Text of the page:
In mid-September, after 4.75 years in existence, the bitcoin network reached an estimated hash rate of 1 petahash per second. Remarkably, the second petahash took just one more month, pushing network speed over 2 PH/s this past weekend, or 80x the speed on January 1 of this year. This growth is primarily attributable to new ASIC bitcoin miners from KnCMiner and BTCGarden recently being added to the network, and is a trend that is not expected to stop any time soon.
KnC was the first manufacturer to demonstrate a 28nm ASIC bitcoin miner on September 30 and started shipping to customers several days later. The 450 TH/s of batch 1 orders they pre-sold represents 20% of the current network speed. The shortened timeline for testing has impacted quality, with reports of KnC hosted miners hashing at one quarter their expected speed and shipped miners circuit boards exploding. Currently they appear to be about halfway through shipping their pre-orders. For several months they have been advertising an October 15th deadline to ship all batch one orders and with that looming 1 day away it it seems likely that that network will soon see these miners coming online.
Another factor in the in the recent speed increase was BTCGarden producing a working 130nm ASIC miner. After a failed IPO citing legal concerns in China they have pressed forward producing 220 TH/s in their first batch. They intend to self-mine with 100 TH/s of it, while planning to sell the other 150 TH/s on their website with an expected 10-day shipping time. They have demonstrated operational hosted miners (pictured below), but none of their miners have been reported in customers hands yet.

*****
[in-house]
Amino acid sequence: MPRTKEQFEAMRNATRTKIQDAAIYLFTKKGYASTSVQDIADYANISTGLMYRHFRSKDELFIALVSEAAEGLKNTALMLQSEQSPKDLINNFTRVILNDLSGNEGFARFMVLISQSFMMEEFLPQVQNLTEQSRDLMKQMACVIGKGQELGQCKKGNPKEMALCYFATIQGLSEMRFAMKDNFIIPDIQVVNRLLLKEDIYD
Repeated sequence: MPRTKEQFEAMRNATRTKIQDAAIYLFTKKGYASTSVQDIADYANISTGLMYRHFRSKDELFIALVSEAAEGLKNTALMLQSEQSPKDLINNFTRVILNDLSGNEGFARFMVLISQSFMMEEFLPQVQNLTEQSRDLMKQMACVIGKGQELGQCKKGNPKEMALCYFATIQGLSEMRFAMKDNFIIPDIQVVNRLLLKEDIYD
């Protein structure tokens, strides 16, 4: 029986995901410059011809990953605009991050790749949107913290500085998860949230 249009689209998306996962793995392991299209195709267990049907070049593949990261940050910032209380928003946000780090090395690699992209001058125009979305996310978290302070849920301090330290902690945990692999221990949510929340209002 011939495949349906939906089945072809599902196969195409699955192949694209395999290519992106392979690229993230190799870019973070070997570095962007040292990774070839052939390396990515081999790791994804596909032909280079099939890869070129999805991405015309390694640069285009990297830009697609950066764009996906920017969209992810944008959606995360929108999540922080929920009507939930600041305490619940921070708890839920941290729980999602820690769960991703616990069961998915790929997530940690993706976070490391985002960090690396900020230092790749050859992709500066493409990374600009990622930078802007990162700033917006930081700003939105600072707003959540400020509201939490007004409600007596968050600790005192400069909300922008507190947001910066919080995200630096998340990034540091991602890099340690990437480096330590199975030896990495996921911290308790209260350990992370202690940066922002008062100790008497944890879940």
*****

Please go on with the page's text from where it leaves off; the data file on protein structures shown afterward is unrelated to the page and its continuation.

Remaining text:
Not to be overlooked is the growth of private mining operations as well. As slimming margins push consumer mining products out of viability for positive return, a greater proportion of the bitcoin network is likely to come from private or cloud-based operations. The broader trend of significant growth is expected to continue for the foreseeable future, as most of the capital invested in bitcoin mining has not yet been converted into functional hashing power. For a detailed analysis of upcoming supply and forward-looking hash rate projections, see our 4Q Outlook.
The impact this is having on the rate of issuance of new bitcoin has been dramatic. While the bitcoin network targets 10 minutes between blocks, the average conformation time has been significantly lower for nearly all of 2013 and averaging less than five minutes per block recently. With 25 new bitcoin issued per block, this also means monetary inflation is occurring at double the expected rate. For a more detailed overview of the impact of this, see our piece on the topic from earlier this year.